The $70 billion construction industry super fund, Cbus, is looking at more mergers as part of its goal to more than double its assets to $150 billion by 2025.
Cbus chief executive, Justin Arter, said the fund was talking to “a few” more funds following its merger last year with Media Super and the announcement in December of plans to merge with the troubled NSW energy industry super fund, EISS Super.
“We are always talking to a number of groups (about mergers),” he said.
But he added Cbus was not aiming to “get big” for its own sake.
Destination fund for workers who build and maintain Australia
“We are seeking to be the destination fund for workers in the industries that build and maintain Australia such as the energy, construction, building, mining and transport sectors,” he said. “These are the roles that keep Australia going, that’s the fund we want to be.”
The goal of becoming a $150 billion fund represents a 50 per cent increase in the fund’s aim a year ago when Arter, who took over as Cbus chief executive in July 2020, told Investment magazine it was aiming to become a $100 billion fund.
“Our thinking, at a broad level, is that $150 billion is the viable number in the medium to longer term to truly be able to accrue economies of scale and pass them back to members in (lower) fees and better performance,” he said.
“We are more determined than when I joined 18 months ago to be part of that very large cohort (of industry super funds).”
Size will matter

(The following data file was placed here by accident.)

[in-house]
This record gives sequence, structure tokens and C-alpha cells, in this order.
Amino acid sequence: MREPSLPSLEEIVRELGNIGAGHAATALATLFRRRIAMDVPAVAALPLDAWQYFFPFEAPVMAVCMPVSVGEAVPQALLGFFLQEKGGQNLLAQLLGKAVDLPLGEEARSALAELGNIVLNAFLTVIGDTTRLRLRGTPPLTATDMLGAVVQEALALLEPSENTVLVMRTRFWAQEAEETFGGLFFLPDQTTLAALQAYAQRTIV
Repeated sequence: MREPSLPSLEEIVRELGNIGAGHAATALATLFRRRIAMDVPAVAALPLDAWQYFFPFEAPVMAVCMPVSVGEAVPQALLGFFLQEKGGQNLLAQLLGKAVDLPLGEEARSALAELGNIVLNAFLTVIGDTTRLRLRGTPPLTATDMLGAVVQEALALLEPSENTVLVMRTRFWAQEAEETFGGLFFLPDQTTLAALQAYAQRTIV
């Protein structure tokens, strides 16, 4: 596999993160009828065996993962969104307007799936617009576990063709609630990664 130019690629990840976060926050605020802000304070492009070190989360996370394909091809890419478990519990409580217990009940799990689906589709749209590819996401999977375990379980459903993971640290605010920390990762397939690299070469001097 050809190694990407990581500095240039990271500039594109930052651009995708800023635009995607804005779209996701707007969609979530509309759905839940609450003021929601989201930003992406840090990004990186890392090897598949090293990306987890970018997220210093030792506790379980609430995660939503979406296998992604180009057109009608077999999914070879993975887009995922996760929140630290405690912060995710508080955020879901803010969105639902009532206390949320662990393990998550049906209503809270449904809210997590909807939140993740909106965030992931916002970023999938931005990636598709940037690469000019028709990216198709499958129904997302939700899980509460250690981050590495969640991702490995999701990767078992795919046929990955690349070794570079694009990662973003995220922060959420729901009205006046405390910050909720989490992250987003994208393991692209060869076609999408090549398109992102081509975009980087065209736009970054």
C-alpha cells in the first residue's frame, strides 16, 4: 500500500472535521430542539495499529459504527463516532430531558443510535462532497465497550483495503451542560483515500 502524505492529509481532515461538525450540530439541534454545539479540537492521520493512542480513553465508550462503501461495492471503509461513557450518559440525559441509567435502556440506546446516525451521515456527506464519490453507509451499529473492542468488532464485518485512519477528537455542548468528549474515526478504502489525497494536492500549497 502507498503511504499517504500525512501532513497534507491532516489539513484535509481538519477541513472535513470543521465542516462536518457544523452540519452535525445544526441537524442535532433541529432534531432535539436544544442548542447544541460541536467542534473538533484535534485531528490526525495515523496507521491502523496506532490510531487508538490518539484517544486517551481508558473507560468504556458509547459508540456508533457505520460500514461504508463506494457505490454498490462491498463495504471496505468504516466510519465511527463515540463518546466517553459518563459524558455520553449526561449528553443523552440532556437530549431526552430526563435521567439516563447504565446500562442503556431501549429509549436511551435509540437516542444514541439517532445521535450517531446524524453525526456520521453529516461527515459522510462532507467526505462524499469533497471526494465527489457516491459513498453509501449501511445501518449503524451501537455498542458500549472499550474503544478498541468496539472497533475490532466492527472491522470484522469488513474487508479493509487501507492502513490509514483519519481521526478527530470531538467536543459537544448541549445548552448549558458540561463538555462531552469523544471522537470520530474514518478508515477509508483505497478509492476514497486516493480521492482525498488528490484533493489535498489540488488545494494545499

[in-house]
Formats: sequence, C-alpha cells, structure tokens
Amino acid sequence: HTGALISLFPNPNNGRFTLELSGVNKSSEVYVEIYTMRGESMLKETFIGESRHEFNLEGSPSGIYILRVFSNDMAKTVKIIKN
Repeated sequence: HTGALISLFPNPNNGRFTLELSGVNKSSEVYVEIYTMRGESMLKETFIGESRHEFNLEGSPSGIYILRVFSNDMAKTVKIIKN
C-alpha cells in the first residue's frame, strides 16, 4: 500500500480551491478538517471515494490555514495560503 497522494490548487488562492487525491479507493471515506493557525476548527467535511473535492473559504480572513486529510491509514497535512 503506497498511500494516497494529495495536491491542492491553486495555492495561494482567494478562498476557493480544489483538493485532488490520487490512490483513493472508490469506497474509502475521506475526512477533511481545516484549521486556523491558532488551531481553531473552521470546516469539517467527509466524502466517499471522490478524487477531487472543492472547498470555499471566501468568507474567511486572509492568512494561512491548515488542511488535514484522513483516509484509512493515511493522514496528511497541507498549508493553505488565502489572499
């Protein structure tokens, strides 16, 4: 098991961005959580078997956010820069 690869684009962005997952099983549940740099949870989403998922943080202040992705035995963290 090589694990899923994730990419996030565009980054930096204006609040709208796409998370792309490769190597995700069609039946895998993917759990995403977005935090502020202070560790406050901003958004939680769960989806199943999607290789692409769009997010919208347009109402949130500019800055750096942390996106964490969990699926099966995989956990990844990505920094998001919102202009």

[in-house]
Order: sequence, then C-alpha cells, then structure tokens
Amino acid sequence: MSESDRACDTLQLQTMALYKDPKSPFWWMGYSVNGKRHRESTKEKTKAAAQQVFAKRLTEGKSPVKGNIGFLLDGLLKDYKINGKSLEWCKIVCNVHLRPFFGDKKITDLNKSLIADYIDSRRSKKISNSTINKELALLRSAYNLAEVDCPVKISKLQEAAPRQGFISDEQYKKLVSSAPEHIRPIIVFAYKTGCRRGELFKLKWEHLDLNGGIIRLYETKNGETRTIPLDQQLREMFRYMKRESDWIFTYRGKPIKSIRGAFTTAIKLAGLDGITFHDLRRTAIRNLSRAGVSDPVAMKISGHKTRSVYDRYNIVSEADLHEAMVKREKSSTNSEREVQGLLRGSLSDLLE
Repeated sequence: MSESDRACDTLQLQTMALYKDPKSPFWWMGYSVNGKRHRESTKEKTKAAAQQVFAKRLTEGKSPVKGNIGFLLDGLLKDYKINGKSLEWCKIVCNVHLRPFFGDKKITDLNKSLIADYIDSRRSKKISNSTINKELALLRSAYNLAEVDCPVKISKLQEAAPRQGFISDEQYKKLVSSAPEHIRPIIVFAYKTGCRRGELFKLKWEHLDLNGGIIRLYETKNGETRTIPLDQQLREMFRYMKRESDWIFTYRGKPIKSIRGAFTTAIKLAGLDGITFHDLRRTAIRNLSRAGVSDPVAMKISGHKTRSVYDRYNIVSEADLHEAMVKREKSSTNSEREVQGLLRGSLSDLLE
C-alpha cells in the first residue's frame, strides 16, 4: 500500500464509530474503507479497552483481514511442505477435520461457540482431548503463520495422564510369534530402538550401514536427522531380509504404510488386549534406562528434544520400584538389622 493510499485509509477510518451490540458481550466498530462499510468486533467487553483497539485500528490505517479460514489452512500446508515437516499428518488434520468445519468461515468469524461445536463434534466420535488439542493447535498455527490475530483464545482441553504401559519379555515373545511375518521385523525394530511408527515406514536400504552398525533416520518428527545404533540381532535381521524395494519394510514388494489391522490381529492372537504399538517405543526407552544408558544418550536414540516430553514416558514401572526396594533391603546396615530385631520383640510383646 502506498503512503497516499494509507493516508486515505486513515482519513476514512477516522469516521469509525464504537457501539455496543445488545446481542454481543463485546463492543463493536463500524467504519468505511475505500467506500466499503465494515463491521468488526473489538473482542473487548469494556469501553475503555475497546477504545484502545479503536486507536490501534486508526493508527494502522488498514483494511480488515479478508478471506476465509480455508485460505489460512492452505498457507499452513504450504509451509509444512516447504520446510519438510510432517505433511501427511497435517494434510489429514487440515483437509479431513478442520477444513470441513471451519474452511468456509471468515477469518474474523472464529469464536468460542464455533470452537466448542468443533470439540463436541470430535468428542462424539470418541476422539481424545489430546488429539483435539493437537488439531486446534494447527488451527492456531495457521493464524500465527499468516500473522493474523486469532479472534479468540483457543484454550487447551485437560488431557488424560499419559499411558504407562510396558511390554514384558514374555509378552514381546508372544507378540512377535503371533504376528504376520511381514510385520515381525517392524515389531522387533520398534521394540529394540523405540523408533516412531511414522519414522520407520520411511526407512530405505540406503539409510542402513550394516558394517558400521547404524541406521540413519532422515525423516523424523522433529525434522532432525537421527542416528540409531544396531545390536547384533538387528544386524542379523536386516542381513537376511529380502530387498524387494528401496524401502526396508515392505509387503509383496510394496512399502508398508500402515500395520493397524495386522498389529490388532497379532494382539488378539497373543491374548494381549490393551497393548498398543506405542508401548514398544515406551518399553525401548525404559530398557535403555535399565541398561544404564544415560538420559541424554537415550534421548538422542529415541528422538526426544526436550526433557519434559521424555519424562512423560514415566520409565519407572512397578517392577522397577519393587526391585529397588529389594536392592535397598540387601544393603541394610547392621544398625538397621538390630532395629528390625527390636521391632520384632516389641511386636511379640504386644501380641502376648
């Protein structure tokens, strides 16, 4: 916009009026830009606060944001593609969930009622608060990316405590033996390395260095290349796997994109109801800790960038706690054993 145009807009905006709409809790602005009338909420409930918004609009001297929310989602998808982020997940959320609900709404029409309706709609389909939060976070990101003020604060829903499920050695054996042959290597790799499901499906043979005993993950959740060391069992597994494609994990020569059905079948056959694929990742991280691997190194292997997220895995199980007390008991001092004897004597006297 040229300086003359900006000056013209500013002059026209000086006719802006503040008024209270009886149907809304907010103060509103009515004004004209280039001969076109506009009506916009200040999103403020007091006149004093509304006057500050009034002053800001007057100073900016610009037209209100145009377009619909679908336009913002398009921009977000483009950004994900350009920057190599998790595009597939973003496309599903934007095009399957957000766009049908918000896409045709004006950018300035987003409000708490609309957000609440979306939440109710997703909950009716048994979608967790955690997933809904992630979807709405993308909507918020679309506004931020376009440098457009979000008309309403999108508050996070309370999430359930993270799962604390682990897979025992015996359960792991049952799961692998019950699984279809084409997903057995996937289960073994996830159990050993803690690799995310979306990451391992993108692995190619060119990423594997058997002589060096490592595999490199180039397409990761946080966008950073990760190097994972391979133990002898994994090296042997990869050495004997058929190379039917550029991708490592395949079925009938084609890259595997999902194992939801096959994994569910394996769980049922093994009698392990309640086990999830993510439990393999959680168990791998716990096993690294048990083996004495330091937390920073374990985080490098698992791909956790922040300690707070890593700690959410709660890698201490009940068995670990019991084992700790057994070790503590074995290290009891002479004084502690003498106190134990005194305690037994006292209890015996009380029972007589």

Mr Arter said it had become very apparent over the past three or four years that smaller funds would have difficulty competing.
He said Cbus’ strategy of looking to serve workers in the “industries that build and maintain Australia” was part of its goal to focus on those workers who had specific industry and superannuation needs. He said workers in these sectors often needed higher levels of insurance given that many of the jobs were considered more dangerous than white collar jobs.
“We (Cbus) offer certain advantages, not the least of which is a significantly higher insurance offer than any other group,” he said. “We are proud of the fact that we provide TPI (total and permanent disability) insurance for younger workers.”
Issues with stapling
Cbus has been a critic of the Federal Government’s stapling legislation which aims to keep workers attached for life to the first super fund they joined.
While agreeing with the move to remove the situation where workers ended up with several super funds over their career, Arter said stapling, as it was now in practice, meant that workers in the building industry risked not having enough insurance for their more dangerous work as many of these workers were in other super funds before becoming construction workers.
Cbus had called for a “carve out” from the stapling laws for workers in hazardous professions but this was not taken up by the Federal Government in its legislation.
“We have a situation now where people in the construction industry might be in a first joiner fund and not a Cbus fund with TPI,” he said.
Mr Arter said workers in certain sectors also needed more service from their super fund as they needed to have representatives visit them on sites, such as construction sites and energy transmission plants, to discuss their superannuation and insurance needs.
The importance of bricks and mortar
He said Cbus Property was a “key differentiator” for the fund which had contributed to its higher levels of investment performance in recent years. Cbus develops its own property through Cbus Property, as well as investing in other fund managers who have also invested in property.
“Cbus Property’s returns, since it was established in 2006, have been pretty remarkable,” he said.
“It has delivered 15 per cent a year compound, eye-popping numbers relative to the REIT (Real Estate Investment Trust) index.